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New Tesla Model S and Model X 100D add extra range to line-up

New Tesla Model S 100D gets official range of 393 miles, while new cars undercut P100D variants by a significant amount

Tesla Model S P100D - front static

Tesla has quietly reshuffled its Model S and Model X ranges over the weekend, introducing new 100kWh battery pack cars to sit alongside flagship P100D models.

Dropping the ‘P’ performance prefix, the new 100D cars boast the same large battery packs as their high-performance siblings but use them to eke out additional range over record chasing 0-60mph times. 

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In the Model S saloon, the new battery and powertrain combo results in an official New European Driving Cycle (NEDC) range of 393 miles on a single charge – the longest of any Tesla yet and the longest official range for a production EV in the world. 

That’s 47 miles more than the 346 range of the Model S 90D, and an extra 12 miles on the Model S P100D

In real world conditions that headline 393 mile figure will be hard to achieve, but this should still be the best Tesla for all-out-range. Plus, despite the focus on eating up the miles it’s certainly no slouch – 0-60mph is done in a claimed 4.2 seconds, with top speed clocked at 155mph.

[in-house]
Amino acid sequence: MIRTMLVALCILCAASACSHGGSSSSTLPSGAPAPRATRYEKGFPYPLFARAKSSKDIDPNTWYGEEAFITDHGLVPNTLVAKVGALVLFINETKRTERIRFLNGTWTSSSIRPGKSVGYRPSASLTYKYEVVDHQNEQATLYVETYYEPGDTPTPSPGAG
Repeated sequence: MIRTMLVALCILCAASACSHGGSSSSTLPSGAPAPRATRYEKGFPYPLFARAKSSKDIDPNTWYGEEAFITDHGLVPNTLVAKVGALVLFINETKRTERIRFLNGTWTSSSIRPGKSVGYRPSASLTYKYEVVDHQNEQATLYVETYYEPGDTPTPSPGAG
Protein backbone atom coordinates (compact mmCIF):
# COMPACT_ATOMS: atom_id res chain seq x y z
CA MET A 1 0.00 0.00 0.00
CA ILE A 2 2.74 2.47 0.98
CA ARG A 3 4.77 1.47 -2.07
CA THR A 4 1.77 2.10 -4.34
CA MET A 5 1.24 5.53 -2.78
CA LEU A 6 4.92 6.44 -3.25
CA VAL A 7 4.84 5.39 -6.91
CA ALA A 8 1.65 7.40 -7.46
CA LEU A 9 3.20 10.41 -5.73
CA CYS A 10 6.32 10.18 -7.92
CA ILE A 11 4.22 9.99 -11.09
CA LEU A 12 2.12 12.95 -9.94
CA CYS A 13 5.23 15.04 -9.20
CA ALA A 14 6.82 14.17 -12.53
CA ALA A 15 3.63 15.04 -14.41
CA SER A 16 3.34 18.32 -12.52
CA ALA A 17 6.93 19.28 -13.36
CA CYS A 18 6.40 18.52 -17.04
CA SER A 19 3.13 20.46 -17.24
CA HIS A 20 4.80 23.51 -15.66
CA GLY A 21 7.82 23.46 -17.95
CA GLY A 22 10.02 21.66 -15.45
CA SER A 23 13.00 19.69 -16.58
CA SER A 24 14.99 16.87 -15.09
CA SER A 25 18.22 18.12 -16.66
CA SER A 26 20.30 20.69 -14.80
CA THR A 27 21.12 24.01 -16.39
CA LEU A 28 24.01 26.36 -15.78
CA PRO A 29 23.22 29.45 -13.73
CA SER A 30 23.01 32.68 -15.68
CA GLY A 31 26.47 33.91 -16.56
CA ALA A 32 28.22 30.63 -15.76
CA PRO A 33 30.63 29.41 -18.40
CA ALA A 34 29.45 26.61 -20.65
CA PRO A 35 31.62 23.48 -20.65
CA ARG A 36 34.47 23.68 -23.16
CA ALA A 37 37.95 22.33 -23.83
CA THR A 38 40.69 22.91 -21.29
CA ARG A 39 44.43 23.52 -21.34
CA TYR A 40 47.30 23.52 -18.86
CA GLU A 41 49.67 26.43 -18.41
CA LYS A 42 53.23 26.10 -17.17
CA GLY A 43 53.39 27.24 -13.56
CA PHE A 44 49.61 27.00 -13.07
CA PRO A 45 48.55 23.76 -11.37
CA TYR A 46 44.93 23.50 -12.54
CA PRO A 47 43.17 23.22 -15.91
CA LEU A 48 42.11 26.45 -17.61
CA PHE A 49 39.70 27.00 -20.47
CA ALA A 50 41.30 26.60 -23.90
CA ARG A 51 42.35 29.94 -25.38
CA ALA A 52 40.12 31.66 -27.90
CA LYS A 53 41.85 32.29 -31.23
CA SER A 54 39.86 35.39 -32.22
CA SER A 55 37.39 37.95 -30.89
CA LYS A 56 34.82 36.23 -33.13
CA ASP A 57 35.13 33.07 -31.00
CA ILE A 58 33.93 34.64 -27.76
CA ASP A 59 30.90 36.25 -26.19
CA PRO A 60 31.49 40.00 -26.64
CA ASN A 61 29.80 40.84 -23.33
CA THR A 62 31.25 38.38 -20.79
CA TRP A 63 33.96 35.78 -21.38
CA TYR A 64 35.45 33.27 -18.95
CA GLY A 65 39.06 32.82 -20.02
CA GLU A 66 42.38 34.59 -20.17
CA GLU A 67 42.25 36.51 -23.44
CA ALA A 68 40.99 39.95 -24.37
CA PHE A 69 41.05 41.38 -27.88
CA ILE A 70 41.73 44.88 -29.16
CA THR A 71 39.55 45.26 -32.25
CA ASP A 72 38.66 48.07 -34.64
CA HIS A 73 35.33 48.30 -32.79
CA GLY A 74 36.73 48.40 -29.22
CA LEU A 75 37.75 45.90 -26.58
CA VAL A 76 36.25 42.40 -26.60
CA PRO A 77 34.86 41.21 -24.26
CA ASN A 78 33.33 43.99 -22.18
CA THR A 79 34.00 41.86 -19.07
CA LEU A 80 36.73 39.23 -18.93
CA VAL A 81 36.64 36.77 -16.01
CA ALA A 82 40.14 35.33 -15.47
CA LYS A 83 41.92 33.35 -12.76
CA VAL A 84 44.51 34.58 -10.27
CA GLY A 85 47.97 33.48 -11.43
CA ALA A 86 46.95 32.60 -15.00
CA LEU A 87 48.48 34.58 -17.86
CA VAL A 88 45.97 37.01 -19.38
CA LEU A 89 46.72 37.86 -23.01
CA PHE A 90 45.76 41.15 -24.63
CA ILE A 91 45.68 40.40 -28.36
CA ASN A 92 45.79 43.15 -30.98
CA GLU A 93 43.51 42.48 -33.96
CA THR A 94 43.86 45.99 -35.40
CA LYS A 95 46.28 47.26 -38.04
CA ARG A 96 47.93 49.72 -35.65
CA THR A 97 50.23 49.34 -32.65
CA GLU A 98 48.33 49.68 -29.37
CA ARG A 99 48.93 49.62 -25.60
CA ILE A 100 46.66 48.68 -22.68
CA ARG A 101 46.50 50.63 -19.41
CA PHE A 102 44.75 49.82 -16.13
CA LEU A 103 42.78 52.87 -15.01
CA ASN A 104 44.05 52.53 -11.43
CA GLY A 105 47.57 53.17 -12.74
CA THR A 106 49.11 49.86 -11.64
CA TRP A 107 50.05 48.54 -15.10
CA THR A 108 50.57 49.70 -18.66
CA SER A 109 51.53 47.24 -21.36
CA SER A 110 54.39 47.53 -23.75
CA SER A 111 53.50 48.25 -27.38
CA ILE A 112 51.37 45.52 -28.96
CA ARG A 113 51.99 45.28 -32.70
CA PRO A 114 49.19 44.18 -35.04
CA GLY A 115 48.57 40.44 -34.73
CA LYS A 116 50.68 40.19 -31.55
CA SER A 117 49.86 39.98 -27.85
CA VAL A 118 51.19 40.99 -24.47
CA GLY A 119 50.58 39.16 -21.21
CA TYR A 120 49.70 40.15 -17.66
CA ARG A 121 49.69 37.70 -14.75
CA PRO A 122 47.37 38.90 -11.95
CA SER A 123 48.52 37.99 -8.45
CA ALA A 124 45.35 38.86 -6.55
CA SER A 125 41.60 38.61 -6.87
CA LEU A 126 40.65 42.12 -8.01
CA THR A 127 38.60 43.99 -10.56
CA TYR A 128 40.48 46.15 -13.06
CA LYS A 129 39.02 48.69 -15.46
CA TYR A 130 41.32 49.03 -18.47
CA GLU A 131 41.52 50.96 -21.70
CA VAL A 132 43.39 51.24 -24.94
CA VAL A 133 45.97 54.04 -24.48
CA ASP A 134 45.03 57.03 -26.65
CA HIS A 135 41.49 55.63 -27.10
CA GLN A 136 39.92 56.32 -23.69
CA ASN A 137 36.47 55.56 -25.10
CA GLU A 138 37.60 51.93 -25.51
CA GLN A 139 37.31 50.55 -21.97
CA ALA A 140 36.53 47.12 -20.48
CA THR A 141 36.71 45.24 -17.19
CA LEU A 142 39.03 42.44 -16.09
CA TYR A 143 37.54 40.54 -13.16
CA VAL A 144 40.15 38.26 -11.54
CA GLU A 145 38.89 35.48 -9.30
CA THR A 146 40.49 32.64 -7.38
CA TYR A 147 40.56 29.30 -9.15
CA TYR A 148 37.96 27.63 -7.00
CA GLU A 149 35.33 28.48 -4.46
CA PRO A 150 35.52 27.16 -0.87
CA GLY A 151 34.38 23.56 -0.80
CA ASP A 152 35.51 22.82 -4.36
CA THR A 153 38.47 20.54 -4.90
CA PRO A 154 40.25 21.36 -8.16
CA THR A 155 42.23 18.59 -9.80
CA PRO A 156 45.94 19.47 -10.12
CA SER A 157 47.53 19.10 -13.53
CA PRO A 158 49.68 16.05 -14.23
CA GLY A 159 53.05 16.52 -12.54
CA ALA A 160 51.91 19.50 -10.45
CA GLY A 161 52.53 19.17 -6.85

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The Model S 100D starts from £93,300 with first deliveries pegged for April - £3,000 more than the 90D but a huge £39,400 less than the £132,700 list price of the P100D. It seems likely that the 90D car will be dropped from the range in the near future. 

Tesla Ludicrous Plus mode slashes 0-60mph time

The Model X SUV gets the same treatment and with the 100D battery and drivetrain combo in place it manages up to 351 miles on a single charge. That’s a 48-mile improvement on the outgoing 90D, while it matches it in terms of performance with a claimed 0-60mph of 4.8 seconds and a top speed of 155mph.

To 60mph it’s nowhere near the 2.9-second dash Tesla claims for the Model X P100D, but it does get a useful 15-mile range advantage. Again, it comes in at £3,000 more than the soon to be dropped 90D with a price tag of £95,600, compared to the £132,500 cost of the Model X P100D. 

Are Tesla's new 100D models a good idea, or is P100D power too tempting? Tell us your thoughts in the comments.

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